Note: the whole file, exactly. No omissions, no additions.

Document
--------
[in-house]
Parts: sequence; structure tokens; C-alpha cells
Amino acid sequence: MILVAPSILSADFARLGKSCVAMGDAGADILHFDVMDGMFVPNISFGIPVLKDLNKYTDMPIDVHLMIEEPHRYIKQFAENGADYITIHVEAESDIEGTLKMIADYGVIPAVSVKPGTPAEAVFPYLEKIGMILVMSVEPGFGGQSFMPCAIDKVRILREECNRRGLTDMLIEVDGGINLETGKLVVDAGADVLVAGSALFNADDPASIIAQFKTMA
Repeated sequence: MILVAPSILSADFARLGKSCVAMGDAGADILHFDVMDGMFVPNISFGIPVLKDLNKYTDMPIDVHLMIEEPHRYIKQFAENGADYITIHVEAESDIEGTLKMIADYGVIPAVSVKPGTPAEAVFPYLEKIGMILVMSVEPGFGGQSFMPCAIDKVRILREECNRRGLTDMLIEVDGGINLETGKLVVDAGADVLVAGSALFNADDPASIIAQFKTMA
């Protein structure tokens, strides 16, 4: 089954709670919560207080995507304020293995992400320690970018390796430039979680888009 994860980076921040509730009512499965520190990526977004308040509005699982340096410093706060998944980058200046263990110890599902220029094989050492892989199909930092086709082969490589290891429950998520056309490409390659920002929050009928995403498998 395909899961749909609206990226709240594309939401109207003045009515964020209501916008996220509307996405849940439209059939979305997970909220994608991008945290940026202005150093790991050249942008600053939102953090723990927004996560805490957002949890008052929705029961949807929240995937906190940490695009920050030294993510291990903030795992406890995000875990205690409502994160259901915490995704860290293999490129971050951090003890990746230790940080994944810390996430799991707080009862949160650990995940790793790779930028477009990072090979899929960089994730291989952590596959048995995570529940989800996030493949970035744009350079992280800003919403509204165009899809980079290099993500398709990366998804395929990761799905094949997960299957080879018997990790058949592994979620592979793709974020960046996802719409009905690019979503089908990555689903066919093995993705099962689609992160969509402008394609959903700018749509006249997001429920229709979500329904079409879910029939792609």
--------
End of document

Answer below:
[in-house]
Parts: sequence; structure tokens; C-alpha cells
Amino acid sequence: MILVAPSILSADFARLGKSCVAMGDAGADILHFDVMDGMFVPNISFGIPVLKDLNKYTDMPIDVHLMIEEPHRYIKQFAENGADYITIHVEAESDIEGTLKMIADYGVIPAVSVKPGTPAEAVFPYLEKIGMILVMSVEPGFGGQSFMPCAIDKVRILREECNRRGLTDMLIEVDGGINLETGKLVVDAGADVLVAGSALFNADDPASIIAQFKTMA
Repeated sequence: MILVAPSILSADFARLGKSCVAMGDAGADILHFDVMDGMFVPNISFGIPVLKDLNKYTDMPIDVHLMIEEPHRYIKQFAENGADYITIHVEAESDIEGTLKMIADYGVIPAVSVKPGTPAEAVFPYLEKIGMILVMSVEPGFGGQSFMPCAIDKVRILREECNRRGLTDMLIEVDGGINLETGKLVVDAGADVLVAGSALFNADDPASIIAQFKTMA
């Protein structure tokens, strides 16, 4: 089954709670919560207080995507304020293995992400320690970018390796430039979680888009 994860980076921040509730009512499965520190990526977004308040509005699982340096410093706060998944980058200046263990110890599902220029094989050492892989199909930092086709082969490589290891429950998520056309490409390659920002929050009928995403498998 395909899961749909609206990226709240594309939401109207003045009515964020209501916008996220509307996405849940439209059939979305997970909220994608991008945290940026202005150093790991050249942008600053939102953090723990927004996560805490957002949890008052929705029961949807929240995937906190940490695009920050030294993510291990903030795992406890995000875990205690409502994160259901915490995704860290293999490129971050951090003890990746230790940080994944810390996430799991707080009862949160650990995940790793790779930028477009990072090979899929960089994730291989952590596959048995995570529940989800996030493949970035744009350079992280800003919403509204165009899809980079290099993500398709990366998804395929990761799905094949997960299957080879018997990790058949592994979620592979793709974020960046996802719409009905690019979503089908990555689903066919093995993705099962689609992160969509402008394609959903700018749509006249997001429920229709979500329904079409879910029939792609």